Curbing emissions of black carbon, a component of soot, along with methane and tropospheric ozone, could cut projected climate warming by 0.5 degree Celsius, or about 0.9 degrees Fahrenheit, by 2070, the report says.
The report notes such cuts could be made with existing technology and would limit climate change, improve public health, increase agricultural productivity and "have immediate and multiple benefits for human well-being," online publication Climatewire reported.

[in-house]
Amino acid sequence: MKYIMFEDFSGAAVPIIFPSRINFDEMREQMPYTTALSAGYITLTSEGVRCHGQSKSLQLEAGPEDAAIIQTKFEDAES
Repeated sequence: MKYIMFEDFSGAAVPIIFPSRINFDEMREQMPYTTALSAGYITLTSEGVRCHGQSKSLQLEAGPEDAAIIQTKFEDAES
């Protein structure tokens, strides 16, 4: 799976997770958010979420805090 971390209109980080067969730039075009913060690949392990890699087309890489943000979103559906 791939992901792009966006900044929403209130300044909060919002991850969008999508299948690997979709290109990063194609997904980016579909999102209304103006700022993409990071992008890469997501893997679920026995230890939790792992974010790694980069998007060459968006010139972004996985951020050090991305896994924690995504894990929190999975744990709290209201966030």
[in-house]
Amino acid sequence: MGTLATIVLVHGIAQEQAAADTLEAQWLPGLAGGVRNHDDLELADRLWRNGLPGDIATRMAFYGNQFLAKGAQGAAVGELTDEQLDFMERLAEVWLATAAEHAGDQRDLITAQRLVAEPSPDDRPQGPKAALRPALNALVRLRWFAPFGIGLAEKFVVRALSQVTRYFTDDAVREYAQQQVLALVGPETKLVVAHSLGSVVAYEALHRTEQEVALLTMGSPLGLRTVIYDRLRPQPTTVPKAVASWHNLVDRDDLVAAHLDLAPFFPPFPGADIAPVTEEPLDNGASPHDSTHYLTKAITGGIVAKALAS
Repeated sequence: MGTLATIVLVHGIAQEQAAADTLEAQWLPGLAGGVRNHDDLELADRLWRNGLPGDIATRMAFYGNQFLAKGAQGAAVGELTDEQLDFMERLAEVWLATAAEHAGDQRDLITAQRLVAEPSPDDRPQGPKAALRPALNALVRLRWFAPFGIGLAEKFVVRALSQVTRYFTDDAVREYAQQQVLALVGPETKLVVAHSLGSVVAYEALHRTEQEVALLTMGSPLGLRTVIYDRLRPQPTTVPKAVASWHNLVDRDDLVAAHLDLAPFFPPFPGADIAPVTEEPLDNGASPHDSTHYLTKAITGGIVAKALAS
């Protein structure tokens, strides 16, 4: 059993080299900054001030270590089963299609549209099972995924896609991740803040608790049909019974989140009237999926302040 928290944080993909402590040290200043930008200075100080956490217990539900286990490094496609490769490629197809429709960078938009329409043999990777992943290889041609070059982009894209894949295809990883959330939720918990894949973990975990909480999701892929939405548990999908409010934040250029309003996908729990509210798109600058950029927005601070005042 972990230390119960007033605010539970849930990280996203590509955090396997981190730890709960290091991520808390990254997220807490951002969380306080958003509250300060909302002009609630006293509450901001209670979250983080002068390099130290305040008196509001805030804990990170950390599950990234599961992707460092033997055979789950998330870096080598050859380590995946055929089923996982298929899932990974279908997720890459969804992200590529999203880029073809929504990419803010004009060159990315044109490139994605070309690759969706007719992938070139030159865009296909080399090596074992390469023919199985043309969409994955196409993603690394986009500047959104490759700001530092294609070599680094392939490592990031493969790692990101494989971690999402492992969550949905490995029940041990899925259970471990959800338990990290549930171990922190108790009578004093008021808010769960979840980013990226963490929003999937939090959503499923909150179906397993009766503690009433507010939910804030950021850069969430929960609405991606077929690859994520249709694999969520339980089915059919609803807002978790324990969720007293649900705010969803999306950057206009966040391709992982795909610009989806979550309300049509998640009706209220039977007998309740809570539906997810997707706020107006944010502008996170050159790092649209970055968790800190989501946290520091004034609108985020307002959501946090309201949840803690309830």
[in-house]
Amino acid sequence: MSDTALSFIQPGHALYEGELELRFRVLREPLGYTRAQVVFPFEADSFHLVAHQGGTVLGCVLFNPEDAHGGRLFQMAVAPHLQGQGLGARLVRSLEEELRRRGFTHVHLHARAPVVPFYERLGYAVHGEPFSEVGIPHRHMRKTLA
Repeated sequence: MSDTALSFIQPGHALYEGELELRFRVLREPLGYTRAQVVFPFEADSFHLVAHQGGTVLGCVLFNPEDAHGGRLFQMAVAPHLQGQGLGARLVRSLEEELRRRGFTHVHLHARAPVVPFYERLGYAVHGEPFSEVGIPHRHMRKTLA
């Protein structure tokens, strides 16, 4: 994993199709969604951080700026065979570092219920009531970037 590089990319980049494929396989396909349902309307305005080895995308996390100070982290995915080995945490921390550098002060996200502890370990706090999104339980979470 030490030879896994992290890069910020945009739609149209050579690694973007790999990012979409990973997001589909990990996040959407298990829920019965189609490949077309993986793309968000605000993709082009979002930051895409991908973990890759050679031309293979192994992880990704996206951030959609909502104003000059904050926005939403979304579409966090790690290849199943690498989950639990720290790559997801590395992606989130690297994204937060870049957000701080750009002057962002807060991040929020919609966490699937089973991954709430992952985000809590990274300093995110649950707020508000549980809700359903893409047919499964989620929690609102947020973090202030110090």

Possible strategies for such emission reduction could include capturing methane produced by landfills and fossil fuel extraction, introducing cleaner-burning cook stoves, installing particulate filters on diesel engines and banning the practice of burning fields of agricultural waste, a Scientific American article on the U.N. report said.
The study, commission by the U.N. Environment Program, will be delivered Wednesday to the UNEP governing council at a meeting in Nairobi, Kenya.
"Hopefully, there will be some impetus there to move forward," said Ashbindu Singh, chief of UNEP's Division of Early Warning and Assessment. "UNEP on its own cannot do much unless the governments tell us what to do."